One of the great things about Melbourne is its newspaper, The Age. And this Australia Day edition is no exception. Under the heading “Looking at the bigger picture”, a number of Age writers profile ordinary Australians with extraordinary stories.
They include a farmer, an AFL player, an activist for seniors and a surf lifesaver. But also rating a mention is my good pal Constable Maha Sukkar, whose name apparently means “very sweet” in Indonesian. I doubt some of those she arrests would agree.
Also profiled are a probationary constable Nadia Hammoud, youth worker Nadia Mohamed and SIEV-X survivor Faris Shohani.
About Faris, The Age writes ...
Mr Shohani’s life as a non-citizen began when, at the age of 13, his family was deported to Iran from Iraq. He is a survivor of the SIEV-X tragedy of October 2001, when 354 asylum seekers perished when their overcrowded boat sank en route to Australia. Among those who drowned were his wife, Leyla, and daughter, Zahra.Well now, Mr Shohani, you belong to the big family of Australians. We’re sorry you had to go through that kind of suffering to reach this far And we as a nation are very fortunate to have you among us.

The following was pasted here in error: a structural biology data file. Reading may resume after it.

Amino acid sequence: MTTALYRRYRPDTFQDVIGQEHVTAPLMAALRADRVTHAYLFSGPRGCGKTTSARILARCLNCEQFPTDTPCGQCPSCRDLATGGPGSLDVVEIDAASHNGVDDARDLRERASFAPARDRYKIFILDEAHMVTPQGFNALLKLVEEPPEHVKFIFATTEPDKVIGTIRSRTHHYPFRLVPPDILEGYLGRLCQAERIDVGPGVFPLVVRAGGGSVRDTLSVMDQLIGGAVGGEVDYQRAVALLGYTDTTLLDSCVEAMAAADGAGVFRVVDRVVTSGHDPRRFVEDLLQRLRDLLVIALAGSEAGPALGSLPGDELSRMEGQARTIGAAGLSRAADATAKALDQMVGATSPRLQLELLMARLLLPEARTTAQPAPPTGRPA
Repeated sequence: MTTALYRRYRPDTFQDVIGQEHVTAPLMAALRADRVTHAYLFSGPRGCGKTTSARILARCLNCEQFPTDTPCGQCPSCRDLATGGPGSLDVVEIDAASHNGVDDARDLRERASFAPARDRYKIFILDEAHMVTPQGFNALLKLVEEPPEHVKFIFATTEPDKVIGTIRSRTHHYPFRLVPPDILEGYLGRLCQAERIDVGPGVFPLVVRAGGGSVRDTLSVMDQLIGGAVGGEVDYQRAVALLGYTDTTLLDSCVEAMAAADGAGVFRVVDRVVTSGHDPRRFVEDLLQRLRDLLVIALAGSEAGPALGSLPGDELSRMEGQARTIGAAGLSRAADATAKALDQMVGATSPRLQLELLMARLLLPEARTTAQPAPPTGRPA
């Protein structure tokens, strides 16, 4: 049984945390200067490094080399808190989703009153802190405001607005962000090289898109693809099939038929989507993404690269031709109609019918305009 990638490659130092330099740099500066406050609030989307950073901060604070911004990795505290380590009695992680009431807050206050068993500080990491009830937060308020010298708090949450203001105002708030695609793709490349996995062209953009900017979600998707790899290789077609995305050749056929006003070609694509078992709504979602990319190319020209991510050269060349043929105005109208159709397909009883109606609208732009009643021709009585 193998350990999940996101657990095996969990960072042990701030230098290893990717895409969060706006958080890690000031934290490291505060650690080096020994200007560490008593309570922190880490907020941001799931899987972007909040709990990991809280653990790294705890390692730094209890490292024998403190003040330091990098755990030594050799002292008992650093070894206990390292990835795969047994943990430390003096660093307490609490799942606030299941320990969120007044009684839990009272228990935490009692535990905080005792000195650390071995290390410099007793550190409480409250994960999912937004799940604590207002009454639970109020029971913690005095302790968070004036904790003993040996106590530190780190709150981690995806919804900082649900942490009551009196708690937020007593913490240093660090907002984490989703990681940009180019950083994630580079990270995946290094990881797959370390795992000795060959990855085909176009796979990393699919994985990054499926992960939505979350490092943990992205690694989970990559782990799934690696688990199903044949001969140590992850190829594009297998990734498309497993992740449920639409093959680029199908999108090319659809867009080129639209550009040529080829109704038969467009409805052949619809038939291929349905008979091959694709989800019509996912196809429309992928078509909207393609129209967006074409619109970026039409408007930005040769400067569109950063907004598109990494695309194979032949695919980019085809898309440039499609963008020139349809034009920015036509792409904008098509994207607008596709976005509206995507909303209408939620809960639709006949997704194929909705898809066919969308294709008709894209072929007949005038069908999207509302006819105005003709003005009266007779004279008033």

Other members of his family, including his mother, Fadilha, and son, Ali, had been on another boat and were in the Woomera detention centre when they were told of the tragedy.
While most of the 45 survivors were swiftly offered permanent protection in other countries, those such as Shohani with relatives in Australia had to wait almost nine months in Jakarta before he was reunited with his mother and son and afforded just temporary protection.
When The Age first met him in October 2002, his depression was palpable. Compounding the grief, and the conviction that the truth about the tragedy had not been told, was his temporary status.
"I have no hope, no future," he said. "I belong nowhere."
Words © 2008 Irfan Yusuf